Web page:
Mark A. Graber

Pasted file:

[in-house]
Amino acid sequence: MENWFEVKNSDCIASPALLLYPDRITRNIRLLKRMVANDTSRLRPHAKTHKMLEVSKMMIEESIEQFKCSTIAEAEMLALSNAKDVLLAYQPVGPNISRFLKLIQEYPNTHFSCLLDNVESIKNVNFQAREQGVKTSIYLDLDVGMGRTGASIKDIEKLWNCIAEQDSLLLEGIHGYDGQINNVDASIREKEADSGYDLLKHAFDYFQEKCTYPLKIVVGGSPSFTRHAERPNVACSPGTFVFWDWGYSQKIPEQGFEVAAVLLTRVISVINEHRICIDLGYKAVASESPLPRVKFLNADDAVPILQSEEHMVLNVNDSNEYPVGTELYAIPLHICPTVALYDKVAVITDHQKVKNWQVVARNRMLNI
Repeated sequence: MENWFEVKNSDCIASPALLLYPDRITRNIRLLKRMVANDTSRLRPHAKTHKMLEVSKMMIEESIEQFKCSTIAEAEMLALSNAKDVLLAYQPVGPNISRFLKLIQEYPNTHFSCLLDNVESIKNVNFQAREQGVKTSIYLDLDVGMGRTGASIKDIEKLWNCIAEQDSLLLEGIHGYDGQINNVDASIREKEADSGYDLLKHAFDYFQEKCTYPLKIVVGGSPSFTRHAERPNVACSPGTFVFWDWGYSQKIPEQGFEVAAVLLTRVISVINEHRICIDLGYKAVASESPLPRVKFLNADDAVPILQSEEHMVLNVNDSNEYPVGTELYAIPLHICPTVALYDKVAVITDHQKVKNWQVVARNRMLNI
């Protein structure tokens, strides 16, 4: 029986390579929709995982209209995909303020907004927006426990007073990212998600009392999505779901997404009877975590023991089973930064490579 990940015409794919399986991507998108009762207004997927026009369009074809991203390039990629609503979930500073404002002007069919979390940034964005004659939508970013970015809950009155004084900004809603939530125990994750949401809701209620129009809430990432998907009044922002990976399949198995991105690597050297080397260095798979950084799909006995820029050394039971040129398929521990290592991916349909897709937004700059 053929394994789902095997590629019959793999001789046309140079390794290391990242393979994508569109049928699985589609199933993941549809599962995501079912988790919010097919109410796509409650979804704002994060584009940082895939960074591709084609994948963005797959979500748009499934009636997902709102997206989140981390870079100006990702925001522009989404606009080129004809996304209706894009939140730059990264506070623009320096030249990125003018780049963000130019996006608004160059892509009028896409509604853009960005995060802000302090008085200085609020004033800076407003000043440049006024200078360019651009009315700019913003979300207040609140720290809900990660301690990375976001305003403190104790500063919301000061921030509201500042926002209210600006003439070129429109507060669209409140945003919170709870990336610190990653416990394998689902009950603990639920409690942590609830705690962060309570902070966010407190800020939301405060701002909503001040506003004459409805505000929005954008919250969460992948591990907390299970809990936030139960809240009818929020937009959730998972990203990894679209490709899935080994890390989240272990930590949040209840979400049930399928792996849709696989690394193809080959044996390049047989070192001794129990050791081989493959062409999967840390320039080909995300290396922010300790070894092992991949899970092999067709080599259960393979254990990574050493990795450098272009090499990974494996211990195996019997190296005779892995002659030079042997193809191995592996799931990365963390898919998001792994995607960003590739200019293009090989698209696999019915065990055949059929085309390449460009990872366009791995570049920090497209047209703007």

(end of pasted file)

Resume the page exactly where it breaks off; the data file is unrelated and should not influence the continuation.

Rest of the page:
The Bill of Rights: Creationand Reconstruction ("The Bill of Rights")' is a professionally rewarding and disturbing masterpiece. The work is professionally rewarding because Professor Akhil Amar develops a meticulously detailed, historically sophisticated, and largely persuasive account of how the liberties set out in the Bill of Rights were originally understood and the original relationship between the Bill of Rights and the Fourteenth Amendment. This is state of the art legal scholarship that will no doubt influence the way the next generation of constitutional lawyers and historians study fundamental constitutional rights. Professor Amar's book is professionally disturbing in part because, having agreed to write an essay for this symposium, there seems little of substance to contribute other than five pages of extravagant praise and five pages of nitpicking. The Bill of Rights is also professionally disturbing because what I believe to be state of the art legal scholarship is yet another work by a distinguished law professor that evinces little interest in what scholars in my home discipline, political science, are saying about American constitutionalism. The consistent lack of engagement in legal writing with contemporary political science scholarship is particularly surprising given that constitutionalist concerns are far more central to political science than to the numerous disciplines that have informed much contemporary legal commentary. Professor Amar's work demonstrates and acknowledges the numerous contributions contemporary historians are making to American constitutional studies. Political scientists who read The Bill of Rights, however, are likely to feel themselves treated more as the citizens to whom Professor Amar wishes to speak than the fellow scholars with whom he wishes to converse.